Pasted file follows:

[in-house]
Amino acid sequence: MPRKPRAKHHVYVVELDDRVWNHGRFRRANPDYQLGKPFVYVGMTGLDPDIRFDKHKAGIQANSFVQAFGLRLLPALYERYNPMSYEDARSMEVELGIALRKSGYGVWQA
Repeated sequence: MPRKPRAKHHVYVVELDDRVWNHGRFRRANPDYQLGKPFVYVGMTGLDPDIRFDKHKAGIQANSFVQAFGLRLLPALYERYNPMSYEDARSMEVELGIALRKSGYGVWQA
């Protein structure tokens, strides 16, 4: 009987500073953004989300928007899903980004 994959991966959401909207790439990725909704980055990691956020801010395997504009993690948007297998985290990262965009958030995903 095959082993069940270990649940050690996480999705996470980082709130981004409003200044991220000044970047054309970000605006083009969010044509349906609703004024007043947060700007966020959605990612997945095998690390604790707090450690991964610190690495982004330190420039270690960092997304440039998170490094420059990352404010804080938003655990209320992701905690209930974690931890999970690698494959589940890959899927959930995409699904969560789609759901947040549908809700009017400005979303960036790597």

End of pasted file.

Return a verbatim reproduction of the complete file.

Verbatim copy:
[in-house]
Amino acid sequence: MPRKPRAKHHVYVVELDDRVWNHGRFRRANPDYQLGKPFVYVGMTGLDPDIRFDKHKAGIQANSFVQAFGLRLLPALYERYNPMSYEDARSMEVELGIALRKSGYGVWQA
Repeated sequence: MPRKPRAKHHVYVVELDDRVWNHGRFRRANPDYQLGKPFVYVGMTGLDPDIRFDKHKAGIQANSFVQAFGLRLLPALYERYNPMSYEDARSMEVELGIALRKSGYGVWQA
């Protein structure tokens, strides 16, 4: 009987500073953004989300928007899903980004 994959991966959401909207790439990725909704980055990691956020801010395997504009993690948007297998985290990262965009958030995903 095959082993069940270990649940050690996480999705996470980082709130981004409003200044991220000044970047054309970000605006083009969010044509349906609703004024007043947060700007966020959605990612997945095998690390604790707090450690991964610190690495982004330190420039270690960092997304440039998170490094420059990352404010804080938003655990209320992701905690209930974690931890999970690698494959589940890959899927959930995409699904969560789609759901947040549908809700009017400005979303960036790597």